Sinusitis in Children

What are the sinuses and where are they:
The sinuses are cavities, or air-filled pockets, near the nasal passage. Like the nasal passage, the sinuses are lined with mucous membranes. There are four different types of sinuses: ethmoid, frontal, maxillary and sphenoid sinuses.
Ethmoid: (between the eyes) located inside the face, around the area of the bridge of the nose. This sinus is present at birth, and continues to grow.

Frontal: (in the forehead) located inside the face, in the area of the forehead. This sinus does not develop until around 7 years of age.

Maxillary: (behind the cheekbones) located inside the face, around the area of the cheeks. The maxillary sinuses are present at birth and expand rapidly by four years of age.

Sphenoid: (behind the nose) located deep in the face, behind the nose. The sphenoid sinuses, which begin to develop during the first two years of life, are typically pneumatized by five years of age, and attain their permanent size by 12 years.

Acute bacterial sinusitis in children:
Acute sinusitis is an illness that results from infection of one or more of the paranasal sinuses. A viral infection associated with the common cold is the most frequent etiology of acute sinusitis, more properly called viral rhinosinusitis. Approximately 6 to 13 percent of episodes of viral rhinosinusitis in children are complicated by acute bacterial sinusitis (ABS).

Chronic sinusitis describes signs and symptoms of sinus lasting more than three months despite medical therapy.  In recurrent acute sinusitis, sufficient change has occurred in the structure of the sinus system to predispose the patient to recurring bouts of sinusitis. Sinusitis is more than merely uncomfortable – it may exacerbate asthma or otitis media, and may cause complications like abscesses or sinus thrombosis.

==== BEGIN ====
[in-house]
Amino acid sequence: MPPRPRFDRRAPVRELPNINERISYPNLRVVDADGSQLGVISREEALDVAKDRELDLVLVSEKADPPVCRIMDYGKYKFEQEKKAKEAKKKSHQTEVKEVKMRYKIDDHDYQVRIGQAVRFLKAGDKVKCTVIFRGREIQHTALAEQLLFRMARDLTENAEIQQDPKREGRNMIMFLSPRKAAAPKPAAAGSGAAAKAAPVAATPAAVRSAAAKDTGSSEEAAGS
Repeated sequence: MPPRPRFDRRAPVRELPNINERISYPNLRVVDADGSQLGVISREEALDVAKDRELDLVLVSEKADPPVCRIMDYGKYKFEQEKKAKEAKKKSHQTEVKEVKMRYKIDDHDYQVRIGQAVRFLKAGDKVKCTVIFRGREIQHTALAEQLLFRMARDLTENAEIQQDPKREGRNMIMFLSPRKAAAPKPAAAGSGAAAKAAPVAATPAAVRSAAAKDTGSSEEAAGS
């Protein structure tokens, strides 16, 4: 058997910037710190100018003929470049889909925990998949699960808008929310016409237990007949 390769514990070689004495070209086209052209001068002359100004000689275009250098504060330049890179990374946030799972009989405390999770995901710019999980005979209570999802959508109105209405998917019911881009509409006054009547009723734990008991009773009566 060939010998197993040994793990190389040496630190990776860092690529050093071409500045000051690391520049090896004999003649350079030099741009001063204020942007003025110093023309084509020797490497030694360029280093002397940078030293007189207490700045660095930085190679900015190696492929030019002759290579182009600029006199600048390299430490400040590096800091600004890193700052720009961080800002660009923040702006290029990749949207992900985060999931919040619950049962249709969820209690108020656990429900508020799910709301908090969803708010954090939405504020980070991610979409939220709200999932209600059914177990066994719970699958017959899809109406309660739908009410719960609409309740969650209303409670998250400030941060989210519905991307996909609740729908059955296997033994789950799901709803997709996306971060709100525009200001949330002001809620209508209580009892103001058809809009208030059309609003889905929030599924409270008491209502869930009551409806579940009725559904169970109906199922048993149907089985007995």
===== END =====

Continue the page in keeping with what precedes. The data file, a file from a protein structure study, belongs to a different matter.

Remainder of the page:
What are the symptoms of sinusitis in children:
Sinusitis happens when one or more of your child's sinuses are inflamed or infected.

Sinusitis can be unpleasant for children. Possible symptoms include dental or ear pain, a tender face, a low fever and difficulty eating. Your child may also find it difficult to breathe through his or her nose. This can make your child irritable or tired.

The most common cause of sinusitis is a cold or flu.

Anything that blocks natural drainage openings in the sinuses can lead to infection, which ultimately leads to sinusitis. That means that allergies, ful, the common cold or a bacterial infection can cause siniusitis. Blockage may also happen when small projections called polyps are present in the sinus. Polyps can be caused by allergies or chronic infection.

When the natural route of drainage is blocked, mucus builds up, many times leading to inflammation and infection of the trapped mucus.

How is sinusitis treated:
Specific treatment for sinusitis will be determined by your child's physician based on:
  • Your child's age, overall health, and medical history
  • Extent of the infection
  • Your child's tolerance for specific medications, procedures, or therapies
  • Expectations for the course of the infection
  • Your opinion or preference
Treatment of sinusitis may include the following:
  • Antibiotics, as determined by your child's physician (antibiotics are usually given for at least 14 days)
  • Nasal spray to reduce inflammation
  • Acetaminophen (for pain or discomfort)
  • A decongestant (for instance, pseudoephedrine and/or mucus thinner such as guaifenesin 
  • Cool humidifier in your child's room
  • Surgery to remove the adenoids
  • Medications to treat GERD
  • Endoscopic sinus surgery

1 comment:

Tanya said...

"Well this is very interesting indeed. Would love to read a little more of this. Great post. Thanks

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